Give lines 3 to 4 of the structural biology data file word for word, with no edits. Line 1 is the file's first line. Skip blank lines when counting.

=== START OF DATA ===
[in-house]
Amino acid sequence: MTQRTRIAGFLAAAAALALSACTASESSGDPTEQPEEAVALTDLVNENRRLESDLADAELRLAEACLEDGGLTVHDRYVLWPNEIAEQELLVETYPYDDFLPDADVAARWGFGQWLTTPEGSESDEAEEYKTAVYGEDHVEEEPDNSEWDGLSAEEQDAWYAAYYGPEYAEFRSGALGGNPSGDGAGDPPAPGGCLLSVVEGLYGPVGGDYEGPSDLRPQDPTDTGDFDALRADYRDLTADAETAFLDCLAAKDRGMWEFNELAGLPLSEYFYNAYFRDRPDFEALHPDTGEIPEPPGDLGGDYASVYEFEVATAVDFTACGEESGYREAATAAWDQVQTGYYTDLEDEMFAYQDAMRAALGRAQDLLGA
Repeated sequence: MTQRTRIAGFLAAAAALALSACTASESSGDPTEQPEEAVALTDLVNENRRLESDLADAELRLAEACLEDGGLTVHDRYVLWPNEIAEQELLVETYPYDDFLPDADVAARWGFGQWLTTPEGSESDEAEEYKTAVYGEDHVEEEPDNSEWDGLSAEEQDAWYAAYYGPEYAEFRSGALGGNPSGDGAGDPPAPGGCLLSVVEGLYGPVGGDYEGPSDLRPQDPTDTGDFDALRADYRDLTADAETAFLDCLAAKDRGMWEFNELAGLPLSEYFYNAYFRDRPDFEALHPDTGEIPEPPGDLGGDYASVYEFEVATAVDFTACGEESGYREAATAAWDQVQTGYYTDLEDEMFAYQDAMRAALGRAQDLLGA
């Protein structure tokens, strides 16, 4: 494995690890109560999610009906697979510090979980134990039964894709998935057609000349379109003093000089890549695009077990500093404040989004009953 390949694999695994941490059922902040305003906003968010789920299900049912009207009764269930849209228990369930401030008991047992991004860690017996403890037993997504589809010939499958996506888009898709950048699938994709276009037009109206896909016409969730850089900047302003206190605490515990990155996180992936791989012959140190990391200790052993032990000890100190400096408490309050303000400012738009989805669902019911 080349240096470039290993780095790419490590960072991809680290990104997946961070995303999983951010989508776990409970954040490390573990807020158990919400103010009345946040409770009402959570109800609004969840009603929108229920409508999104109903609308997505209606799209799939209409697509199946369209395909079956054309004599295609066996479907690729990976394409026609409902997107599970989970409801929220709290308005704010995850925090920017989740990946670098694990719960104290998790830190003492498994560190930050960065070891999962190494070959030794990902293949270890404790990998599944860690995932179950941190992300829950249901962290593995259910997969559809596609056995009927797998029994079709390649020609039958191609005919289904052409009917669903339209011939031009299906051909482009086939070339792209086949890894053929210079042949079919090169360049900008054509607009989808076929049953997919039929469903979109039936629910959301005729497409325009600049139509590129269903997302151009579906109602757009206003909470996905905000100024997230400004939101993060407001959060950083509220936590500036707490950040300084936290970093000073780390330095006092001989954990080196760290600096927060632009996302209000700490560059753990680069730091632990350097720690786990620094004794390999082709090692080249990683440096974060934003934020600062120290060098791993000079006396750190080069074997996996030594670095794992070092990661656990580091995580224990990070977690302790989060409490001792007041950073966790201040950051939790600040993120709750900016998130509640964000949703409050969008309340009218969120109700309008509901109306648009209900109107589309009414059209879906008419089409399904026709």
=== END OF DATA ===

Repeated sequence: MTQRTRIAGFLAAAAALALSACTASESSGDPTEQPEEAVALTDLVNENRRLESDLADAELRLAEACLEDGGLTVHDRYVLWPNEIAEQELLVETYPYDDFLPDADVAARWGFGQWLTTPEGSESDEAEEYKTAVYGEDHVEEEPDNSEWDGLSAEEQDAWYAAYYGPEYAEFRSGALGGNPSGDGAGDPPAPGGCLLSVVEGLYGPVGGDYEGPSDLRPQDPTDTGDFDALRADYRDLTADAETAFLDCLAAKDRGMWEFNELAGLPLSEYFYNAYFRDRPDFEALHPDTGEIPEPPGDLGGDYASVYEFEVATAVDFTACGEESGYREAATAAWDQVQTGYYTDLEDEMFAYQDAMRAALGRAQDLLGA
């Protein structure tokens, strides 16, 4: 494995690890109560999610009906697979510090979980134990039964894709998935057609000349379109003093000089890549695009077990500093404040989004009953 390949694999695994941490059922902040305003906003968010789920299900049912009207009764269930849209228990369930401030008991047992991004860690017996403890037993997504589809010939499958996506888009898709950048699938994709276009037009109206896909016409969730850089900047302003206190605490515990990155996180992936791989012959140190990391200790052993032990000890100190400096408490309050303000400012738009989805669902019911 080349240096470039290993780095790419490590960072991809680290990104997946961070995303999983951010989508776990409970954040490390573990807020158990919400103010009345946040409770009402959570109800609004969840009603929108229920409508999104109903609308997505209606799209799939209409697509199946369209395909079956054309004599295609066996479907690729990976394409026609409902997107599970989970409801929220709290308005704010995850925090920017989740990946670098694990719960104290998790830190003492498994560190930050960065070891999962190494070959030794990902293949270890404790990998599944860690995932179950941190992300829950249901962290593995259910997969559809596609056995009927797998029994079709390649020609039958191609005919289904052409009917669903339209011939031009299906051909482009086939070339792209086949890894053929210079042949079919090169360049900008054509607009989808076929049953997919039929469903979109039936629910959301005729497409325009600049139509590129269903997302151009579906109602757009206003909470996905905000100024997230400004939101993060407001959060950083509220936590500036707490950040300084936290970093000073780390330095006092001989954990080196760290600096927060632009996302209000700490560059753990680069730091632990350097720690786990620094004794390999082709090692080249990683440096974060934003934020600062120290060098791993000079006396750190080069074997996996030594670095794992070092990661656990580091995580224990990070977690302790989060409490001792007041950073966790201040950051939790600040993120709750900016998130509640964000949703409050969008309340009218969120109700309008509901109306648009209900109107589309009414059209879906008419089409399904026709």